Microsoft might have misled gamers about Xbox Series X games: What you need to know

Xbox Series X
(Image credit: Microsoft)

Microsoft's Smart Delivery program for the Xbox Series X sounds great, doesn't it? You buy a game on whichever Xbox One you own, then you can upgrade it to the Xbox Series X version free of charge when you buy the new console. 

It's a consumer-friendly initiative that has been praised by gamers and critics alike, but it only works under one condition: that games arrive on both Xbox Series X and Xbox One. Unfortunately, as The Verge points out, that might not be the case for several first-party games — and that's a problem for Xbox. 

Most of the games shown during Xbox's Games Showcase on Thursday may not come to the Xbox One, meaning your only chance of playing them is on next-gen hardware. This is contrary to what Xbox execs have been saying for several weeks: that you won't need next-gen hardware to play first-party next-gen games.

Microsoft hasn't confirmed this to be the case but some games revealed yesterday, including Forza, Motorsport, Fable, Avowed, As Dusk Falls, Everwild and State of Decay 3, were shown as arriving on Xbox Series X and Windows PC without any mention of Xbox One.

Before we criticize Microsoft too harshly, there are a few possible (and reasonable) explanations for what's going on here. The first is that these games won't be released within the next few years, and will, therefore, fall outside any promise of them arriving on Xbox One. 

Microsoft execs previously said games released in the next "few" or "two" years would play on Xbox One and Series X. After that period, games aren't obliged to have an Xbox One version (we assume most people will have upgraded by that time). 

However, if these games do arrive within the next few years, and they aren't available on Xbox One, then Microsoft could face some serious backlash. The company has implied, if not downright stated, that you wouldn't be forced to buy an Xbox Series X in order to play some of the most anticipated first-party games arriving in the next few years.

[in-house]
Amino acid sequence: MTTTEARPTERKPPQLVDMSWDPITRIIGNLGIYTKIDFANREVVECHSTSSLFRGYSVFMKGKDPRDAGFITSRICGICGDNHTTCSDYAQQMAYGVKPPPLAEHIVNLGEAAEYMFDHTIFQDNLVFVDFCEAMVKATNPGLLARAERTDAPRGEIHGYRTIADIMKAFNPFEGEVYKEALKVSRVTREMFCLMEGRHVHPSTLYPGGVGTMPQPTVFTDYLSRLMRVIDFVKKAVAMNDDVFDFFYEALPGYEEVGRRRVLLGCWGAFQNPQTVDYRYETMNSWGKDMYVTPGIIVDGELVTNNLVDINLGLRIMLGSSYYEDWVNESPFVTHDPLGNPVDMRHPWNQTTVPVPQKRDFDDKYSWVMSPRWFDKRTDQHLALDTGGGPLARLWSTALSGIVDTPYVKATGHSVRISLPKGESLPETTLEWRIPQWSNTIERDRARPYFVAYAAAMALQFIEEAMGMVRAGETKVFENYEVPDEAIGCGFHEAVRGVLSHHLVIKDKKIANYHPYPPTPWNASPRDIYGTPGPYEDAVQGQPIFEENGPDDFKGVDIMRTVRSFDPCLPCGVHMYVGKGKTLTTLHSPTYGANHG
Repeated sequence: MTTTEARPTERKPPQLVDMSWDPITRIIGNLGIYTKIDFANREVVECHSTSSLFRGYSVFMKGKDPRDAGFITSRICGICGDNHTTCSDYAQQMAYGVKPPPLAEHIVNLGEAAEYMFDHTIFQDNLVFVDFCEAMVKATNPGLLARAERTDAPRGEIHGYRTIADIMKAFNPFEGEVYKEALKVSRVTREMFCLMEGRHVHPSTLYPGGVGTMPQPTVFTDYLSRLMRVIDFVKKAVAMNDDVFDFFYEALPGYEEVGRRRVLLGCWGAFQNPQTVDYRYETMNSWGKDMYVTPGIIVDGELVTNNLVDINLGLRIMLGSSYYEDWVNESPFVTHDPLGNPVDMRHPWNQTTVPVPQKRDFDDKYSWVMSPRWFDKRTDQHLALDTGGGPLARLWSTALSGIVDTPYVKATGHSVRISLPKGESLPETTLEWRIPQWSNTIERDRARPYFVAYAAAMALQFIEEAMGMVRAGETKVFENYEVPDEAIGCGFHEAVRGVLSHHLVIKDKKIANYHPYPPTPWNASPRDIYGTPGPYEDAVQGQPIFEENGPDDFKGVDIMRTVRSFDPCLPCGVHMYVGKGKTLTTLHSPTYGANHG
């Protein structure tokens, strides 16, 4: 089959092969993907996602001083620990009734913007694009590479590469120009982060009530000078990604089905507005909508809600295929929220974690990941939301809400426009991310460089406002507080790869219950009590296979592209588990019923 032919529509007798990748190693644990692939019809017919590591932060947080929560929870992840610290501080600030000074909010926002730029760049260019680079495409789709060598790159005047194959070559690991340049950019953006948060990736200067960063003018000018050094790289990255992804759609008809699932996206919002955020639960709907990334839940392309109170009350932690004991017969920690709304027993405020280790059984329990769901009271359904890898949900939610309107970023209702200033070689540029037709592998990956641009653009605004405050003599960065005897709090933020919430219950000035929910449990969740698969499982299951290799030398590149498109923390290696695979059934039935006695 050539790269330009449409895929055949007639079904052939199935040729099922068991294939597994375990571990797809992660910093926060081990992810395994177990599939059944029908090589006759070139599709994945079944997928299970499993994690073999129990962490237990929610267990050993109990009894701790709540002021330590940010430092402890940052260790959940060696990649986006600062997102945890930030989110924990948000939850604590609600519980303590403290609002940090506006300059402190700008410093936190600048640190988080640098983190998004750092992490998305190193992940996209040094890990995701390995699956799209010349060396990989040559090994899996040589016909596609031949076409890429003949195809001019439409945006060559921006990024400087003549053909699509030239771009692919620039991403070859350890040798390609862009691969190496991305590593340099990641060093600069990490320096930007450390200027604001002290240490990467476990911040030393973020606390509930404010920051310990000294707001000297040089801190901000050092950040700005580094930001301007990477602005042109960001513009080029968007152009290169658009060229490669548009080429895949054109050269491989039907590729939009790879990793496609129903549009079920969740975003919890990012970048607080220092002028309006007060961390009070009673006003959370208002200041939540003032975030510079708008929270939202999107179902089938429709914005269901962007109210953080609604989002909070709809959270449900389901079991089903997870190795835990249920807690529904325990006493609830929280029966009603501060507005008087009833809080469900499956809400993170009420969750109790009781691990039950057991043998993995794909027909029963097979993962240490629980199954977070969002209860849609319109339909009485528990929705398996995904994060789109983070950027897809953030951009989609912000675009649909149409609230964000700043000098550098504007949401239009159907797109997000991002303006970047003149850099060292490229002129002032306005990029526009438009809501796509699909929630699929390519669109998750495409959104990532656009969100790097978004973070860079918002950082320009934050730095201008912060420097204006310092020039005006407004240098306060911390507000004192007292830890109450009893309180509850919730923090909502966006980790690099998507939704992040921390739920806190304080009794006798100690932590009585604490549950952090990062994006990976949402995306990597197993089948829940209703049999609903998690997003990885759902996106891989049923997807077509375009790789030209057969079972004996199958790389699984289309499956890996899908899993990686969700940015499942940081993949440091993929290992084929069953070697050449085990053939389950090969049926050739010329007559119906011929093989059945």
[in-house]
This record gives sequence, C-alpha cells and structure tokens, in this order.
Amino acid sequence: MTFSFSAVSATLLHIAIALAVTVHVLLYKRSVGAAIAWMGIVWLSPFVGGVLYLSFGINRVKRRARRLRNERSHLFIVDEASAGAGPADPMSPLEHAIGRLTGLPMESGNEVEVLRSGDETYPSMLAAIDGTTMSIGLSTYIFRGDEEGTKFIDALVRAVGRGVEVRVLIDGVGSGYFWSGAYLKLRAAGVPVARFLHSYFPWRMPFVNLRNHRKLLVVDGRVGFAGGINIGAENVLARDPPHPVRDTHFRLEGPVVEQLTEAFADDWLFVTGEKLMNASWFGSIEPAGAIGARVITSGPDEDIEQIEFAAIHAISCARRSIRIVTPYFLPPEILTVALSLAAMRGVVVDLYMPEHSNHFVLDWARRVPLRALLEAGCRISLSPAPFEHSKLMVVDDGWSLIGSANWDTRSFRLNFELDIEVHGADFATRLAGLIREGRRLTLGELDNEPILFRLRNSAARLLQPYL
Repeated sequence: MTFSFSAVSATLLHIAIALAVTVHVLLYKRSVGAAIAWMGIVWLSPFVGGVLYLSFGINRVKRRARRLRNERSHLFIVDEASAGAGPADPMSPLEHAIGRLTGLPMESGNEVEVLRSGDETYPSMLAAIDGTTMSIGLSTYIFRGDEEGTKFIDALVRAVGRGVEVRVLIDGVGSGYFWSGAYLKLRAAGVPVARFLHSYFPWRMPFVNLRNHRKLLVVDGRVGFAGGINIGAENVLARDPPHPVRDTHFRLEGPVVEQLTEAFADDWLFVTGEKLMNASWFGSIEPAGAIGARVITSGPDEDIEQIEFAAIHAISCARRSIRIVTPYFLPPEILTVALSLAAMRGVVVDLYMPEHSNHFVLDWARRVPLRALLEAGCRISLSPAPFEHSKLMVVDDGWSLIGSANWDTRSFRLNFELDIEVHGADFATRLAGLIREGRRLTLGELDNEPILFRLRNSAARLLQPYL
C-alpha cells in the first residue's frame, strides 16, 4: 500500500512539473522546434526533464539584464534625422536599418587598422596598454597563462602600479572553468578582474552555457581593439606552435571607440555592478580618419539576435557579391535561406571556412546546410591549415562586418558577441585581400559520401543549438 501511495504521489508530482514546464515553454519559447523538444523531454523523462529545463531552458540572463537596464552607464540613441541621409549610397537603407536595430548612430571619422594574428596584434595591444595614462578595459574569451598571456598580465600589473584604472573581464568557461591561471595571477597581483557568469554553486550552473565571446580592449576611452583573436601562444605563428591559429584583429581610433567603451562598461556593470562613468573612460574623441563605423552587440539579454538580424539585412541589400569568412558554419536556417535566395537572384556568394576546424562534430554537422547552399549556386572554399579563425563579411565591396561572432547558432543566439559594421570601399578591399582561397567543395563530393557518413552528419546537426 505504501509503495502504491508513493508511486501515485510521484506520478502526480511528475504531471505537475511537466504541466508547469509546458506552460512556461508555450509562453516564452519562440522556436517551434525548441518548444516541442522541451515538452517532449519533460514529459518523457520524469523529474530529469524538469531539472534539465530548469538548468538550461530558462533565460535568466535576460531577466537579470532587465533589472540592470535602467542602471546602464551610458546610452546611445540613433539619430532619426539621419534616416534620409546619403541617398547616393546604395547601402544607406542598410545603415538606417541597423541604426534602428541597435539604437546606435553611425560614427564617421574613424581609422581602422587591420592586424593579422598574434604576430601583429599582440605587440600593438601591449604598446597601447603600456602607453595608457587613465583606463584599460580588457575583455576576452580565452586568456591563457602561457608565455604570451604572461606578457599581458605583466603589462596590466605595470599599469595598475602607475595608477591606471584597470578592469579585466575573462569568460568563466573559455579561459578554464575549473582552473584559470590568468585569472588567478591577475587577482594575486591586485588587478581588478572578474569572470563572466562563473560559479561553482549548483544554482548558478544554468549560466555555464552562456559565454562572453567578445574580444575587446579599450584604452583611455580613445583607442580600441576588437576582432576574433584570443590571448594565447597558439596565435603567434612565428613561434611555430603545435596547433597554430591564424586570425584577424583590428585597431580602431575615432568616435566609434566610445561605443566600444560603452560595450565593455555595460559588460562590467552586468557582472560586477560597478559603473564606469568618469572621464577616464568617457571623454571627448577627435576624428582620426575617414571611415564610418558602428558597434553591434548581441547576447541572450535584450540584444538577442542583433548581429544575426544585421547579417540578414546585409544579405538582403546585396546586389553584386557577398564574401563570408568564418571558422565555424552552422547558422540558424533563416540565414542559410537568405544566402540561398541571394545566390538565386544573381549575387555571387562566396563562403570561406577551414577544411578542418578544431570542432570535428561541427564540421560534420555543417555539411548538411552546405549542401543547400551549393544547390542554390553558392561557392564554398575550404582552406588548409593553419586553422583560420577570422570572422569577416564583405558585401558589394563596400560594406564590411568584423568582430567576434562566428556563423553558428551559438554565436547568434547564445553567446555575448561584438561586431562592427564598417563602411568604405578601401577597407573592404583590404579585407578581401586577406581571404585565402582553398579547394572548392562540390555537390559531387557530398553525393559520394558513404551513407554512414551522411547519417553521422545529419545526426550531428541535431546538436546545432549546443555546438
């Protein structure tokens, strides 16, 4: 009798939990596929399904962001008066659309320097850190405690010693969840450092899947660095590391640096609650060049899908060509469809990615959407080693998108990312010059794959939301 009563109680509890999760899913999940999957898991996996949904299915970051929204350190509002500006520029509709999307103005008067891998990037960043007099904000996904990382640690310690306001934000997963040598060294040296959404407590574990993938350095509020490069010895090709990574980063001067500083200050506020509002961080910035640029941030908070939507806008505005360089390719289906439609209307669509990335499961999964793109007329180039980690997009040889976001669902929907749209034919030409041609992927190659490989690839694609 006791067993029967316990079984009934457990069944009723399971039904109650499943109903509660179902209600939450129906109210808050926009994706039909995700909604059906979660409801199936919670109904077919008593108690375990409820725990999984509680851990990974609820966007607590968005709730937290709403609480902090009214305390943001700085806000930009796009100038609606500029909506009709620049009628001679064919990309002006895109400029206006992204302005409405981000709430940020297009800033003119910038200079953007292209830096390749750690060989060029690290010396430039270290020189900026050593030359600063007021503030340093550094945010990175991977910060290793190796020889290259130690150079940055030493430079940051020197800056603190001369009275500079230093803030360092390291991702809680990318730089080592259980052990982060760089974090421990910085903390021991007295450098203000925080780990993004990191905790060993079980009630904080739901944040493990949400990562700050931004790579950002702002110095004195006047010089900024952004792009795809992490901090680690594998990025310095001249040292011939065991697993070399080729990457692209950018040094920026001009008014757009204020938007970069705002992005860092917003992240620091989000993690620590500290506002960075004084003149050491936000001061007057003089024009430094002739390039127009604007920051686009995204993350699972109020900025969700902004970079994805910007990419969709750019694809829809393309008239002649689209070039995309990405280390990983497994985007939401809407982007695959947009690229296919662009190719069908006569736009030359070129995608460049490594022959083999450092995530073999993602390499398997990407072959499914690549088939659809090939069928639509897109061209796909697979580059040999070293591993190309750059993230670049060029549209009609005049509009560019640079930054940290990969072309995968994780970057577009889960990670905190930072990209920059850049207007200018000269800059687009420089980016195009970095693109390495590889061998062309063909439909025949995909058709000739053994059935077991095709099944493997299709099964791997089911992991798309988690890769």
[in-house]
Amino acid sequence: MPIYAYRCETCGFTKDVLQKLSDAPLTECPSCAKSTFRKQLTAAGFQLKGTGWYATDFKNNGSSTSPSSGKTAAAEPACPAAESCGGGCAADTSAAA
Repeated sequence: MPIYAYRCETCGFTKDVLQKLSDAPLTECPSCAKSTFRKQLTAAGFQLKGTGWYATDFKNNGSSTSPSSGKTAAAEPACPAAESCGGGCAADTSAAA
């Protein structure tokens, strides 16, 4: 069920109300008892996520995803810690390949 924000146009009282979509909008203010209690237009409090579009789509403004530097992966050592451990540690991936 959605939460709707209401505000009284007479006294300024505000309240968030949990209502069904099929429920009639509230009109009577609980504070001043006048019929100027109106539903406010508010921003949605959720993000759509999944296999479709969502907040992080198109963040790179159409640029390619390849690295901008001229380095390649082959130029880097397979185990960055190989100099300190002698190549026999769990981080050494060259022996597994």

"You won’t be forced into the next generation. We want every Xbox player to play all the new games from Xbox Game Studios. That’s why Xbox Game Studios titles we release in the next couple of years—like Halo Infinite—will be available and play great on Xbox Series X and Xbox One. We won’t force you to upgrade to Xbox Series X at launch to play Xbox exclusives," Xbox lead Phil Spencer wrote in a blog post last week.

There is another possibility, and it would be the best-case scenario: Xbox simply chose not to list Xbox One during its Xbox Series X games showcase. Or that the omissions were made in error.

As much as we'd like to think these games are still coming to Xbox One, new evidence suggests they won't. As spotted by The Verge, the websites for Avowed and Everwild had included Xbox One before the games event, but any mention of the current-gen console was dropped after the event.

Whatever the real answer is to this conundrum, Microsoft hasn't done a particularly good job of clarifying the confusion. 

The Verge reached out to Microsoft but got a vague response and direction toward a tweet that only complicated things further.

"Our future Xbox Game Studios titles are being developed natively for Xbox Series X," Microsoft wrote. "We will continue to invest in tools for devs to scale across consoles. Which consoles each Studio/game can support will be based on what’s best for their game and their community at launch.”

We'll update this article whenever Microsoft decides to properly clarify what's going on here. We hope these games will be available on Xbox One and Xbox Series X when they arrive. It would even be OK if they were more than 2 years away, after all, we'll be playing Halo Infinite until then.

Phillip Tracy

Phillip Tracy is the assistant managing editor at Laptop Mag where he reviews laptops, phones and other gadgets while covering the latest industry news. After graduating with a journalism degree from the University of Texas at Austin, Phillip became a tech reporter at the Daily Dot. There, he wrote reviews for a range of gadgets and covered everything from social media trends to cybersecurity. Prior to that, he wrote for RCR Wireless News covering 5G and IoT. When he's not tinkering with devices, you can find Phillip playing video games, reading, traveling or watching soccer.